In “Dark Dragon Draws Water”, release his clinch like above according to whether he clinches onto one or both sides of your shoulders. Move to his side or back while holding his elbow to prevent him from moving away, and strike his kidney, which may kill him as kidneys are death spots. If you do not want to kill him, strike any other part of his exposed back or side.
In “Fierce Tiger Descends Mountain”, release his clinch like above according to whether he clinches onto one or both sides of your shoulder, move your front leg in between his two legs, stretch a tiger-claw onto his face with your fingers at his eyes, and tear off his skin from his skull. If you want to be merciful, place your fingers just above or below his eyes, and press him down onto the ground.
If an opponent has gripped deep into your neck, which is not allowed in sports, removing his clinch using the above techniques is not suitable. A good counter in this case is “Scholar Presents Greeting”.
Press your forearm hard against his wrists onto your chest, and bend slantingly forward. This will cause much pain at his wrists, making him go on his knees. Other people may think he begs you for mercy. You can use your other hand to drink tea, or continue with whatever attack you like.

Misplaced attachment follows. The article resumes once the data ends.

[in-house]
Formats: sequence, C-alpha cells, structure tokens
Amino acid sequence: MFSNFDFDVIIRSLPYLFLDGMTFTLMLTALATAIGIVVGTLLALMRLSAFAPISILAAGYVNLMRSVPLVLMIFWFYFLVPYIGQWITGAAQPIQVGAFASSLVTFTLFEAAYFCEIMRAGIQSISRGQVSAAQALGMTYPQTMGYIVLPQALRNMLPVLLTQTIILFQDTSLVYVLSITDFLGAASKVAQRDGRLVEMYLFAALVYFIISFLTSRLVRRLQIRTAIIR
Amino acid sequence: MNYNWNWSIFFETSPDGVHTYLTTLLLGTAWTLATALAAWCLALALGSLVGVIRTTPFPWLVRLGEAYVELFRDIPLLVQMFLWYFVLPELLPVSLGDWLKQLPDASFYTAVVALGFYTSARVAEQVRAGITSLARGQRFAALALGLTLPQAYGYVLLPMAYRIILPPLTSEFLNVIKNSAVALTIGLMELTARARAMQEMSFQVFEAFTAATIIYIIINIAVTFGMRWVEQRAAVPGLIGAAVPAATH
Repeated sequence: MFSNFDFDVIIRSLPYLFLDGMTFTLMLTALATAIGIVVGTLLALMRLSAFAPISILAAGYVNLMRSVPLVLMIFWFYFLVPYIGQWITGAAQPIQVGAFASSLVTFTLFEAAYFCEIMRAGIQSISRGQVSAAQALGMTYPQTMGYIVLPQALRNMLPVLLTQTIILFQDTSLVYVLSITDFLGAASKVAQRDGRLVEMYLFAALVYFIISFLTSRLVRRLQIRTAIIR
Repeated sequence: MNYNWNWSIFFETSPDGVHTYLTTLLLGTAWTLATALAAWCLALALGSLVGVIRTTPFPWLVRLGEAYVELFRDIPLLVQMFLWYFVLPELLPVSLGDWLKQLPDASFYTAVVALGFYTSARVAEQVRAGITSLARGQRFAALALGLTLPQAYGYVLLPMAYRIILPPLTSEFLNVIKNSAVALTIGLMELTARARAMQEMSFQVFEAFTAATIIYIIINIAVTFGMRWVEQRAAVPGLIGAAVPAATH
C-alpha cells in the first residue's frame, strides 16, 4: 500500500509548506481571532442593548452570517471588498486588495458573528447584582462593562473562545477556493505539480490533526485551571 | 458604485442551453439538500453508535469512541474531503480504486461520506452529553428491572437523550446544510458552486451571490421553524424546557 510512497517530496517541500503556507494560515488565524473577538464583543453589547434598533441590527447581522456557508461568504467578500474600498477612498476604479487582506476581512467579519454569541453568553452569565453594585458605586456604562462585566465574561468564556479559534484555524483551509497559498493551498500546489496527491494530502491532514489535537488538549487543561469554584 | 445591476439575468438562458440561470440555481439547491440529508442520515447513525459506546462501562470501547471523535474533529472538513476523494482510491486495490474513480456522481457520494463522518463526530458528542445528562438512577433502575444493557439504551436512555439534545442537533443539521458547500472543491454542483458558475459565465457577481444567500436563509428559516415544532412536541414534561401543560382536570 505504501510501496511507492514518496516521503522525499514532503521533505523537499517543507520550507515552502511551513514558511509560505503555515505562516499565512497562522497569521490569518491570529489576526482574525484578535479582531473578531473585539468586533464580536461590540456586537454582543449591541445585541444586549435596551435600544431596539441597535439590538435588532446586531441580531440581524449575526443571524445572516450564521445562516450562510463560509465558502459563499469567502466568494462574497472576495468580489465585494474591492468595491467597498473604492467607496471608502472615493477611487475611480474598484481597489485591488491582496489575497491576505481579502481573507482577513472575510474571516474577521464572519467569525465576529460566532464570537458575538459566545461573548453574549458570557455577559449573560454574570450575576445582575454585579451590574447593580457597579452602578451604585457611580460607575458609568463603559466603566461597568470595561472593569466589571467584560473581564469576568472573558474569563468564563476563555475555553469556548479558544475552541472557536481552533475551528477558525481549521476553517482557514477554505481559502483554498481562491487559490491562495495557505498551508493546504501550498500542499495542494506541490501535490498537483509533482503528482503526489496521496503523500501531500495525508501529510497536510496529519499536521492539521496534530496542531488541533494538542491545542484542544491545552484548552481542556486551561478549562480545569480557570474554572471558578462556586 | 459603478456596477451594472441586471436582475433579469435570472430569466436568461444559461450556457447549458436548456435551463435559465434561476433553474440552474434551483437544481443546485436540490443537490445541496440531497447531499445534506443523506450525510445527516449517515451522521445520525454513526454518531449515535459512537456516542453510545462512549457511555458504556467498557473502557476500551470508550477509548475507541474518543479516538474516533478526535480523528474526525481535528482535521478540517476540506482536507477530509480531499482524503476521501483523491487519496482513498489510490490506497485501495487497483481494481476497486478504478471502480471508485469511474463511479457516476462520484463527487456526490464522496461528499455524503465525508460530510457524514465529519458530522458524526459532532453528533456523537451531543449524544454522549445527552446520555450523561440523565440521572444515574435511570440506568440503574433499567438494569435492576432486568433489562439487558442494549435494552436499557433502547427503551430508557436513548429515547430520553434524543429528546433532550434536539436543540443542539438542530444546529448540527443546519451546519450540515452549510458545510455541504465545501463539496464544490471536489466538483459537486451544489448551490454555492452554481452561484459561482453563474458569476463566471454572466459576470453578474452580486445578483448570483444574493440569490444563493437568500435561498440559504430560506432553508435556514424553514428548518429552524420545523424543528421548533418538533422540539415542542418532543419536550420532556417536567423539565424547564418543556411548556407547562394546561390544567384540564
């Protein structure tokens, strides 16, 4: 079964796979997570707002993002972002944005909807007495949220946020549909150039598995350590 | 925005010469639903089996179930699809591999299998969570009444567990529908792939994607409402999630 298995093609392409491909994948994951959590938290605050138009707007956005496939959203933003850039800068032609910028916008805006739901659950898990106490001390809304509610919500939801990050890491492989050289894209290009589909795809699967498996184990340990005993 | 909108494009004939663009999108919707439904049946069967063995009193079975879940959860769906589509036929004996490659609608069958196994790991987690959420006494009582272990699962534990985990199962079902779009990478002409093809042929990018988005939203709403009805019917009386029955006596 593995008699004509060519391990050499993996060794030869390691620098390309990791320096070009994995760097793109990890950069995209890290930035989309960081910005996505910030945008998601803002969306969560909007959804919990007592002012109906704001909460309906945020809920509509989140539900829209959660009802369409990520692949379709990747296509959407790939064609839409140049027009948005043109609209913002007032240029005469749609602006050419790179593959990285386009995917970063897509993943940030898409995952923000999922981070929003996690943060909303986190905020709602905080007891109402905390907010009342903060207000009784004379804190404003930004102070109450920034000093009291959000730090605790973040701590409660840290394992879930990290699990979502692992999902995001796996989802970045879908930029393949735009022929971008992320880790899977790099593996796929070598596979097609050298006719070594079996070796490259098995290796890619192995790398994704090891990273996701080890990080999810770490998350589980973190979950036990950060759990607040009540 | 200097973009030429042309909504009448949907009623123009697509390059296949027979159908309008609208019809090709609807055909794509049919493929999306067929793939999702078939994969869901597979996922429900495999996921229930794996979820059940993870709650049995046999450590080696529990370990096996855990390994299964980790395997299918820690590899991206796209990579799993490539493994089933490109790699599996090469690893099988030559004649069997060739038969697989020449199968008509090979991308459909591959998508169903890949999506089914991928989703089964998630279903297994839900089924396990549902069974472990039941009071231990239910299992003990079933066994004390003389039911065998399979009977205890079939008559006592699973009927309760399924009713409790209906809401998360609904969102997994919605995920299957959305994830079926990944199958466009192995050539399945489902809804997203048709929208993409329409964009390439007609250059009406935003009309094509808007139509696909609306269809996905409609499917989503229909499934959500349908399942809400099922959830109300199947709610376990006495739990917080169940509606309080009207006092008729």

Hence, when an opponent clinches onto you, he is offering you an opportunity to defeat him – drastically or mercifully.
Using the clinch as a bridging range is unwise in Muay Thai or any fighting art. Even when an exponent does not know the techniques described above, he can strike the opponent’s vital spots, like his eyes, throat or groin. The clinch is used in sports protected by safety rules.
But not many people may know how to exploit the free offer from their opponents. Even if they know, like some of our students, they may be too anxious or nervous to apply the appropriate counter. A good strategy, therefore, is to go to your the dan tian and lower your stance. A clinch is a relatively harmless hold. You have time to relax and stabilize yourself.
Using the clinch to bridge range is very different from Asking Bridge. When you are skillful in Asking Bridge, your opponent has no chance to apply a clinch on you. As soon as he attempts to clinch onto you, you can sense his movement, and sometimes even his intention, and respond correctly and spontaneously, like deflecting his attack or exploiting it to defeat him. Or you may let him clinch onto you first, then exploit his free offer.